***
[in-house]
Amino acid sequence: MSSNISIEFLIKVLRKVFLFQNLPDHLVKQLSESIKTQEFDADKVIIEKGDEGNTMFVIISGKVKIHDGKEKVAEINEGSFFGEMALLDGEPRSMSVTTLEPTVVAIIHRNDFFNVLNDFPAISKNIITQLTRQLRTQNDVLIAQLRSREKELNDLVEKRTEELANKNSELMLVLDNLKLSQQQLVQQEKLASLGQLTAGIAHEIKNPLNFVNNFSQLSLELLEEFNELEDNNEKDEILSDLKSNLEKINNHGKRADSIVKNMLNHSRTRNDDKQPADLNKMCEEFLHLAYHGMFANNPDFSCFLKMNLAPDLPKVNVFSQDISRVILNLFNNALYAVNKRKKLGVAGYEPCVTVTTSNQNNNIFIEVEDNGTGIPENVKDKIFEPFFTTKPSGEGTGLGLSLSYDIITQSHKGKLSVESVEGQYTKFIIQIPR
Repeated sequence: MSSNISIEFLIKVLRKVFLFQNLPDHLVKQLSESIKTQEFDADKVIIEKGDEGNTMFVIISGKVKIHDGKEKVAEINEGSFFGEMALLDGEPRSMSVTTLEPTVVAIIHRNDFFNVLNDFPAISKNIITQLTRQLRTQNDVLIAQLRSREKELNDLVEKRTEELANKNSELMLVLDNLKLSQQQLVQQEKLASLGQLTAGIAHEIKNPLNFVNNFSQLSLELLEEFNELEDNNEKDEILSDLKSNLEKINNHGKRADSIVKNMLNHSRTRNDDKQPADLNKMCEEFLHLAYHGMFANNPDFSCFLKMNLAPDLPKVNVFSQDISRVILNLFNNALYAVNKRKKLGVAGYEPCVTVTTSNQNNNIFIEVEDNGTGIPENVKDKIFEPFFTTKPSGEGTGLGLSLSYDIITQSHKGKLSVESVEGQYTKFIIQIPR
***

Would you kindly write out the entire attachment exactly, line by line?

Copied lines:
[in-house]
Amino acid sequence: MSSNISIEFLIKVLRKVFLFQNLPDHLVKQLSESIKTQEFDADKVIIEKGDEGNTMFVIISGKVKIHDGKEKVAEINEGSFFGEMALLDGEPRSMSVTTLEPTVVAIIHRNDFFNVLNDFPAISKNIITQLTRQLRTQNDVLIAQLRSREKELNDLVEKRTEELANKNSELMLVLDNLKLSQQQLVQQEKLASLGQLTAGIAHEIKNPLNFVNNFSQLSLELLEEFNELEDNNEKDEILSDLKSNLEKINNHGKRADSIVKNMLNHSRTRNDDKQPADLNKMCEEFLHLAYHGMFANNPDFSCFLKMNLAPDLPKVNVFSQDISRVILNLFNNALYAVNKRKKLGVAGYEPCVTVTTSNQNNNIFIEVEDNGTGIPENVKDKIFEPFFTTKPSGEGTGLGLSLSYDIITQSHKGKLSVESVEGQYTKFIIQIPR
Repeated sequence: MSSNISIEFLIKVLRKVFLFQNLPDHLVKQLSESIKTQEFDADKVIIEKGDEGNTMFVIISGKVKIHDGKEKVAEINEGSFFGEMALLDGEPRSMSVTTLEPTVVAIIHRNDFFNVLNDFPAISKNIITQLTRQLRTQNDVLIAQLRSREKELNDLVEKRTEELANKNSELMLVLDNLKLSQQQLVQQEKLASLGQLTAGIAHEIKNPLNFVNNFSQLSLELLEEFNELEDNNEKDEILSDLKSNLEKINNHGKRADSIVKNMLNHSRTRNDDKQPADLNKMCEEFLHLAYHGMFANNPDFSCFLKMNLAPDLPKVNVFSQDISRVILNLFNNALYAVNKRKKLGVAGYEPCVTVTTSNQNNNIFIEVEDNGTGIPENVKDKIFEPFFTTKPSGEGTGLGLSLSYDIITQSHKGKLSVESVEGQYTKFIIQIPR